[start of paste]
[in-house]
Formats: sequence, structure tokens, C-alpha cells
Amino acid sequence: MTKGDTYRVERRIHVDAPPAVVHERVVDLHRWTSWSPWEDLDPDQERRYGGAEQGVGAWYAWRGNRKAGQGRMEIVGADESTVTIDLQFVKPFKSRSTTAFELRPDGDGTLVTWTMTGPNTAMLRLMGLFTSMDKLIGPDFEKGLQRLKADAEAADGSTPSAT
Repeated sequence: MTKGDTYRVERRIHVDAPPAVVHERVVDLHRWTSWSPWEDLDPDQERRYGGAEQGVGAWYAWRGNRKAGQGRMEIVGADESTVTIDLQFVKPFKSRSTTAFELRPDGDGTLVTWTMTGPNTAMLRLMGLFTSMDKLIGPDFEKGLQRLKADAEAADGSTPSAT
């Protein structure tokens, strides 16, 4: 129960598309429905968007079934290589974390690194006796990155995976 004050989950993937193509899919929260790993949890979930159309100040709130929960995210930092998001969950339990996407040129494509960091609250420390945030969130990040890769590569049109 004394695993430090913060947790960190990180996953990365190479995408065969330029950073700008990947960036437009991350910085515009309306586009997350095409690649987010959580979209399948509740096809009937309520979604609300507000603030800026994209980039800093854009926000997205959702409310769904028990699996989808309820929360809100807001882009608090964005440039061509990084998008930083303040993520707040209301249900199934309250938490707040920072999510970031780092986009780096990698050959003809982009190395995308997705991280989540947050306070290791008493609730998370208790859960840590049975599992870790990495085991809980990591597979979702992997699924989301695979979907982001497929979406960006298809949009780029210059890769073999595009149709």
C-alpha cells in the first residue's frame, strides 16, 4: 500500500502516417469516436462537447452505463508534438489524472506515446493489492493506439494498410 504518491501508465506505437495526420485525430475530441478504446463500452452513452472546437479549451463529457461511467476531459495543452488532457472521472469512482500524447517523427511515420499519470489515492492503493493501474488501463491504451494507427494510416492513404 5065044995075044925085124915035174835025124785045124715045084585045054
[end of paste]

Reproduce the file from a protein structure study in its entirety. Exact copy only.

[in-house]
Formats: sequence, structure tokens, C-alpha cells
Amino acid sequence: MTKGDTYRVERRIHVDAPPAVVHERVVDLHRWTSWSPWEDLDPDQERRYGGAEQGVGAWYAWRGNRKAGQGRMEIVGADESTVTIDLQFVKPFKSRSTTAFELRPDGDGTLVTWTMTGPNTAMLRLMGLFTSMDKLIGPDFEKGLQRLKADAEAADGSTPSAT
Repeated sequence: MTKGDTYRVERRIHVDAPPAVVHERVVDLHRWTSWSPWEDLDPDQERRYGGAEQGVGAWYAWRGNRKAGQGRMEIVGADESTVTIDLQFVKPFKSRSTTAFELRPDGDGTLVTWTMTGPNTAMLRLMGLFTSMDKLIGPDFEKGLQRLKADAEAADGSTPSAT
């Protein structure tokens, strides 16, 4: 129960598309429905968007079934290589974390690194006796990155995976 004050989950993937193509899919929260790993949890979930159309100040709130929960995210930092998001969950339990996407040129494509960091609250420390945030969130990040890769590569049109 004394695993430090913060947790960190990180996953990365190479995408065969330029950073700008990947960036437009991350910085515009309306586009997350095409690649987010959580979209399948509740096809009937309520979604609300507000603030800026994209980039800093854009926000997205959702409310769904028990699996989808309820929360809100807001882009608090964005440039061509990084998008930083303040993520707040209301249900199934309250938490707040920072999510970031780092986009780096990698050959003809982009190395995308997705991280989540947050306070290791008493609730998370208790859960840590049975599992870790990495085991809980990591597979979702992997699924989301695979979907982001497929979406960006298809949009780029210059890769073999595009149709």
C-alpha cells in the first residue's frame, strides 16, 4: 500500500502516417469516436462537447452505463508534438489524472506515446493489492493506439494498410 504518491501508465506505437495526420485525430475530441478504446463500452452513452472546437479549451463529457461511467476531459495543452488532457472521472469512482500524447517523427511515420499519470489515492492503493493501474488501463491504451494507427494510416492513404 5065044995075044925085124915035174835025124785045124715045084585045054